In 1971, the UNIX Time Sharing system, First Edition was released. This simple operating system allowed multiple users to use a single, low-end minicomputer. It became popular, largely due to the fact that the source code was available for free to universities, which produced a generation of graduates who grew up learning UNIX.
Rather than developing their own operating systems, a lot of companies licensed the UNIX source code and produced their own derivatives to run on their hardware. Eventually, UNIX replaced most commercial operating systems.
In the last decade, free clones and derivatives of UNIX have started to take over from the old-guard UNIX systems. In terms of source code, these versions share very little, if anything, with their predecessors, but in terms of design and philosophy a lot can be traced back to the original roots.
UNIX has a lot of strengths, but like any other design it's starting to show its age. Some of the points listed in this article apply less to some UNIX-like systems, some apply more.
Everything Is a File (Unless It Isn't)
Everything in a UNIX system is a file. Well, except things that aren't files, such as sockets. This is widely regarded as one of the defining points of UNIX. What is a file in UNIX? It's a collection of bytes. No type information is encoded, so the only way of understanding the contents of a file is to already know about it.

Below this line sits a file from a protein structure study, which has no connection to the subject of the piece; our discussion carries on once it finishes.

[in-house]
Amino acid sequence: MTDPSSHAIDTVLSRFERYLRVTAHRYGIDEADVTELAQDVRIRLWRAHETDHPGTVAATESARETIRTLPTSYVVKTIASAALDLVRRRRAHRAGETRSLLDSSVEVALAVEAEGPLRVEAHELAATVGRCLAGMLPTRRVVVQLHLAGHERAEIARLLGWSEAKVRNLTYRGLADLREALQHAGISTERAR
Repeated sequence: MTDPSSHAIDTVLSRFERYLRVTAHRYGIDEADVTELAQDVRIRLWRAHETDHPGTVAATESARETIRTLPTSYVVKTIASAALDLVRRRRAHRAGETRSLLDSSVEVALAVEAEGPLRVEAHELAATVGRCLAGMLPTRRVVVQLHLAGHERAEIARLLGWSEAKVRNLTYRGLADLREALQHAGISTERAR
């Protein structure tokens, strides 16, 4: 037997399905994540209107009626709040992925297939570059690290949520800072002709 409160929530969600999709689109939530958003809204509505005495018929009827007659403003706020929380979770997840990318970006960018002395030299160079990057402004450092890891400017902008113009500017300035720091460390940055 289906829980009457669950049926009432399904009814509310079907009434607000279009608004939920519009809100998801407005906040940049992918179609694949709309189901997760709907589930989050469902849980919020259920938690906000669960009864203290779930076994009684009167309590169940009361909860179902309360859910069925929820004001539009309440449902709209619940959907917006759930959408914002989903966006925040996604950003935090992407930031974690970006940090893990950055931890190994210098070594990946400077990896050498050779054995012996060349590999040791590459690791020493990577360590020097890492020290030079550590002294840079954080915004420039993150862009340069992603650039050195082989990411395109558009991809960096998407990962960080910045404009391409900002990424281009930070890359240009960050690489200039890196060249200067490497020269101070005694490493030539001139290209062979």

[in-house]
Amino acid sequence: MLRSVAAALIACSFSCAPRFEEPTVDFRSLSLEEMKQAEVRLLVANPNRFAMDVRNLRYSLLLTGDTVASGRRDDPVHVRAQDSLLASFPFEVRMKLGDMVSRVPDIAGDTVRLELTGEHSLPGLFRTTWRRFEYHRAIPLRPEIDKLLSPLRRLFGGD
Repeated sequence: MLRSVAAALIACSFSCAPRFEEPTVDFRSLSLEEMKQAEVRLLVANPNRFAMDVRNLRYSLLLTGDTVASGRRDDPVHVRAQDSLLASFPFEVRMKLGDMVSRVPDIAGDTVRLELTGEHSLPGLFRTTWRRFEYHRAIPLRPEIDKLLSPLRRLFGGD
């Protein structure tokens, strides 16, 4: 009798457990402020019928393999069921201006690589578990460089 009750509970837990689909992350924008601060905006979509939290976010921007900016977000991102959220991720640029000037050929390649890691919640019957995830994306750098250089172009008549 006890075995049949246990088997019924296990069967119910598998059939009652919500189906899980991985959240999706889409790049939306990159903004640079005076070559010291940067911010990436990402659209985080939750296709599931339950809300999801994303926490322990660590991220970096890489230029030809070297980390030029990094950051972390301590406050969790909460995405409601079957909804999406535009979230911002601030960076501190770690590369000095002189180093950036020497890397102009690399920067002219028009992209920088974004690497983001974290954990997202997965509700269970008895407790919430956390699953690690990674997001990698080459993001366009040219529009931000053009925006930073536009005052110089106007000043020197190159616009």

The file metaphor is becoming increasingly strained in UNIX:
- Physical disks are files—these have a fixed size, but you can seek to any point on the disk.
- Serial ports are files—these can be read from and written to, but seeking in a serial port has no meaning.
- Normal files are also files, and these can be read sequentially or randomly and even increased or reduced in size. Of course, a program that's given a filename has no way of knowing what kind of operations are possible on a file, other than to try an operation and see if it fails. In good UNIX tradition, some of these operations, such as locking an NFS-shared file, will appear to work but silently fail.
The often stated advantage of this paradigm is that you can connect programs to devices and they'll just work, without being specially designed to interface with the device. This was almost true at one point. Writing to a text-only line printer was exactly the same as writing to a text-only terminal or writing to a text file. Now, however, most people tend to deal in a little more than just plain text. If I have a program that outputs an image, can I just send that image to a terminal and have it display? Can I send it to the printer in the same way? Well, if I happen to have an X server that supports the XPrint extension, the answer is maybe. If I don't, then I have to send it in X drawing calls to the screen, in PostScript to the printer, and in a serialized byte stream to a file. Having the same interface for these devices does no good at all when I have to understand the device on the far end—far less good, in fact, than a higher-level abstraction layer would do me.